Relics in the form of rods, rulers, and weights go back thousands of years, suggesting that people have long cared about standardized measurements. Today, the International System of Units(SI) defines seven base units of measure: the meter, kilogram, second, ampere, kelvin, mole, and candela. But the system might be getting a makeover.
If international consensus can be reached, by 2018, the SI will instead set seven fundamental constants of nature. The base units will then be derived from those constants.
For example, the period taken up by a second will be calculated from a set frequency, 9,192,631,770 Hz, that describes the ground-state hyperfine splitting of the cesium-133 atom. And the length of a meter will come from defining the speed of light in vacuum to be exactly 299,792,458 m s–1.Other base units would be derived from the Planck (kilogram), Boltzmann (kelvin), and Avogadro (mole) constants; elementary charge (ampere); and the so-called luminous efficacy of specific monochromatic radiation (candela).
Among chemists, redefining the mole and kilogram with this new approach is causing much debate. The subject was the center of discussion during a symposium at the American Chemical Society national meeting in San Francisco earlier this month. The session was sponsored by the ACS Committee on Nomenclature, Terminology & Symbols.
The mole is currently defined as the amount of substance that contains as many specified entities as there are atoms in 0.012 kg of 12C. In the new SI, the Avogadro constant would be defined as exactly 6.022X × 1023 mol–1, where X represents additional digits to be set according to the best value available when the definition is adopted.
Some chemists dislike the fact that the proposed SI labels the Avogadro constant as the official way to measure “amount of substance.” The Avogadro constant and the mole are fine for talking about molecular reactions, but they don’t work across the board. “Auto exhaust emission is in grams per mile, and sulfur in gasoline is in parts per million per gallon,” noted Willie E. May, acting director of the National Institute of Standards & Technology (NIST).
The mole was the last of the base units added to the SI, and some scientists now propose eliminating it from the list of SI constants. Analytical chemists “think in terms of Avogadro’s number, a scaling factor to bridge the atomic to the macroscopic level,” said Paul De Bièvre, an independent metrology consultant. He and others suggested that it would be better to treat Avogadro’s number as a counting number, akin to a dozen or googol.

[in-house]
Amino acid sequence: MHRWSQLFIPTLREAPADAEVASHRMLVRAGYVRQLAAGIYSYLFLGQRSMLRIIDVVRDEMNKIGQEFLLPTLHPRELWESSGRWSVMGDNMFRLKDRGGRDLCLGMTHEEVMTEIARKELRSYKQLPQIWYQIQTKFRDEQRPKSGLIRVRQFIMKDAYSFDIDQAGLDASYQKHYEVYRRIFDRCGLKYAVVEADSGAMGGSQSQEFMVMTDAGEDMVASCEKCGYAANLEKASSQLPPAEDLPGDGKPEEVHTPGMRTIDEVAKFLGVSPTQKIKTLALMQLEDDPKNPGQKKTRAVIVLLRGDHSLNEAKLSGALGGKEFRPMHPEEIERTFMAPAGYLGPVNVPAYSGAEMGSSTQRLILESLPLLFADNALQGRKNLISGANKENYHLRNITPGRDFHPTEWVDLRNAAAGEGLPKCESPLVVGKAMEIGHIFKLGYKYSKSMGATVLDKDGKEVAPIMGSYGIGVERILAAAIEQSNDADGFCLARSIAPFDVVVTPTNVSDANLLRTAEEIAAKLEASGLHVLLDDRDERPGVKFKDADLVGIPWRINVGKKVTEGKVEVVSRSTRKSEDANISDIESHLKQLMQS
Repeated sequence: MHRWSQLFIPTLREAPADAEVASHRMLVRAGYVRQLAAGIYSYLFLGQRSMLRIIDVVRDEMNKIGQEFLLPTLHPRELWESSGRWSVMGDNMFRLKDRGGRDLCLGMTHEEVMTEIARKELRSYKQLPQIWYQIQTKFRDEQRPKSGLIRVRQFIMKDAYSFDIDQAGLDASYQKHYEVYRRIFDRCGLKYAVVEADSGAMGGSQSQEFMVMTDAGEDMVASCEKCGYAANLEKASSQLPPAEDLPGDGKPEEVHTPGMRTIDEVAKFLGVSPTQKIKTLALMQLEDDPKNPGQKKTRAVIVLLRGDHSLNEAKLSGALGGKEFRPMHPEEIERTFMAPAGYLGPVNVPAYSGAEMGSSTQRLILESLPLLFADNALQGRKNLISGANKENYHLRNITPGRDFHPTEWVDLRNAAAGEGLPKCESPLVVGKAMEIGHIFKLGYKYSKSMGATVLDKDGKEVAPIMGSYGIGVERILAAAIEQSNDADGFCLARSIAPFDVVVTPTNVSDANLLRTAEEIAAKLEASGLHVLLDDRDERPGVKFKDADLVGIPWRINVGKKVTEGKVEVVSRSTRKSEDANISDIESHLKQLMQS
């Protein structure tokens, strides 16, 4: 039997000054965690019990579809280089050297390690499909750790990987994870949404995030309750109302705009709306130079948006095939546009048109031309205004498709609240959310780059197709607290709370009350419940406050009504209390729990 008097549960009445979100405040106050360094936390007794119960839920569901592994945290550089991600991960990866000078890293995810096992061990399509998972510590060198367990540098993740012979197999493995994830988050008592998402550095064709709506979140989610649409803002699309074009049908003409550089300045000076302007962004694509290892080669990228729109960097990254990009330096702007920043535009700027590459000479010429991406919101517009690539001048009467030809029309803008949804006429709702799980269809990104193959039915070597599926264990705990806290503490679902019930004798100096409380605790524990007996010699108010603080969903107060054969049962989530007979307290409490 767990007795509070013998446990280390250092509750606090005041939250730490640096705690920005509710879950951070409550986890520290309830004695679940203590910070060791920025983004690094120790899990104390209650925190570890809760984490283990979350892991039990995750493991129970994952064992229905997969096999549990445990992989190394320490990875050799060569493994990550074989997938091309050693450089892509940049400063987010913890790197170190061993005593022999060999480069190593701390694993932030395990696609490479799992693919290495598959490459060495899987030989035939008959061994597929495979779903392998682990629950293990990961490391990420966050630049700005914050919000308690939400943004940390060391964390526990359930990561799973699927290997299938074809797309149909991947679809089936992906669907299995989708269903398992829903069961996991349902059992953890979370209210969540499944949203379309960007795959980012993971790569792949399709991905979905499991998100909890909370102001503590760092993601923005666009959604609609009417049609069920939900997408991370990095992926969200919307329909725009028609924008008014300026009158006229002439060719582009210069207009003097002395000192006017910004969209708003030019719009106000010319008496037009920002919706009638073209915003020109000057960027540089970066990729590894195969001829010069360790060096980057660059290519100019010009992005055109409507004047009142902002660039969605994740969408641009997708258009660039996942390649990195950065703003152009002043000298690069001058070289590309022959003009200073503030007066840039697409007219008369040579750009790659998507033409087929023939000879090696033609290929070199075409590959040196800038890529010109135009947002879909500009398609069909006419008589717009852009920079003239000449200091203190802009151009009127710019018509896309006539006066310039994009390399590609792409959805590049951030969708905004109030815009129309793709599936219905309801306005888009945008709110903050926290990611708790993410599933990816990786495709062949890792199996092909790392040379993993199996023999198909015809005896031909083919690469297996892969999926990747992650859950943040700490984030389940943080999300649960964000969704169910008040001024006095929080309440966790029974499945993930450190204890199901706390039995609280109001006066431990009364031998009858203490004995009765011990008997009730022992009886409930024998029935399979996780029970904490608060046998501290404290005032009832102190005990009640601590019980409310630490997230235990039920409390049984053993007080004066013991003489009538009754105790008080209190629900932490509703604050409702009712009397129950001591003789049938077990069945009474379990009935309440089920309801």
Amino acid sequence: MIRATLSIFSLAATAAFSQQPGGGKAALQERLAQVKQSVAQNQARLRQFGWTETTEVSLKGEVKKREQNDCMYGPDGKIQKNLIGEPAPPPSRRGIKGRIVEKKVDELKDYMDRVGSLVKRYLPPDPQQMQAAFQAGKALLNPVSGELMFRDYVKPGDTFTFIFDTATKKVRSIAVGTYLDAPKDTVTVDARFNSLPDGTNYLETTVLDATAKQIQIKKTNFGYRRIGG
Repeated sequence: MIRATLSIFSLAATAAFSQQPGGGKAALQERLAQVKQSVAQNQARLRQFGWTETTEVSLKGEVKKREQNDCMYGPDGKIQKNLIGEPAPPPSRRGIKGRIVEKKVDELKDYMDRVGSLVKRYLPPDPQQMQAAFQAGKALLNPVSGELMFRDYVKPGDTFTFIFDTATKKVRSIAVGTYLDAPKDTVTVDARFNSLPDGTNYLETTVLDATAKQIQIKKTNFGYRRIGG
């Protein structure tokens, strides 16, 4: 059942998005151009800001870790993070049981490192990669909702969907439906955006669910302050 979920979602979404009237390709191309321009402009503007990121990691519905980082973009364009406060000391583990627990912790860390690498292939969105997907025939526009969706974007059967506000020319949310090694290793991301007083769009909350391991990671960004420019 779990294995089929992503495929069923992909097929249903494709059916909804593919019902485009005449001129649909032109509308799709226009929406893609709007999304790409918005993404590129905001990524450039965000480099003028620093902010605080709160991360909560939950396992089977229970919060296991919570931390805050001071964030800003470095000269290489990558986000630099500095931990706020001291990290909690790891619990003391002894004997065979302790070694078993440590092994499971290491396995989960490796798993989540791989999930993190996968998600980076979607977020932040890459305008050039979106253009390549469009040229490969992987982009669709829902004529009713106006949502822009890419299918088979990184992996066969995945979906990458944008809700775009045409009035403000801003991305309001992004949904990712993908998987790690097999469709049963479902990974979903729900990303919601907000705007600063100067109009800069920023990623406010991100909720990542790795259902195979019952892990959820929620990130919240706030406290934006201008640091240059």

The kilogram, meanwhile, is the only remaining SI base unit defined in terms of a physical artifact: It is the mass of a plum-sized cylinder of platinum-iridium alloykept in a vault at the International Bureau of Weights & Measures, in France. Established as the official kilogram standard in 1889, the artifact’s mass has diverged over time from the masses of copies of the cylinder by about 50 µg.
Metrologists would now like to peg the kilogram to something fundamental and invariant in nature. The favored approach so far is to use the Planck constant, which would be set at exactly 6.626X × 10–34 kg m2 s–1. To get from the Planck constant to the kilogram, scientists could use a watt balance, which balances the weight of a test object by passing a current through a coil suspended in a magnetic field. “The math is simple, but don’t ask me to explain the physics,” said Carmen J. Giunta, a professor of chemistry at Le Moyne College. Scientists already use watt balances to determine the Planck constant from the kilogram standard.
Paul J. Karol, a professor emeritus of chemistry at Carnegie Mellon University, insists that using the watt balance to go in the reverse direction to define the kilogram from the Planck constant, is “an absolute mistake.” Besides the conceptual difficulty of connecting electrical current to the kilogram, Karol pointed out, the mass balance approach depends on the local gravitational field, which can vary depending on geographical location, tides, and other factors.
Karol and others would like to see the kilogram defined in terms of the mass of one atom of 12C, another unvarying property of nature. But with this approach, the Planck constant would continue to be derived from the kilogram, something physicists are against.
For most chemists, the proposed SI revisions will go unnoticed: Only the most extreme analytical measurements would be affected. Said NIST’s May, “Our aims are to make sure chemical and biological measurements made around the world are comparable over space and time.”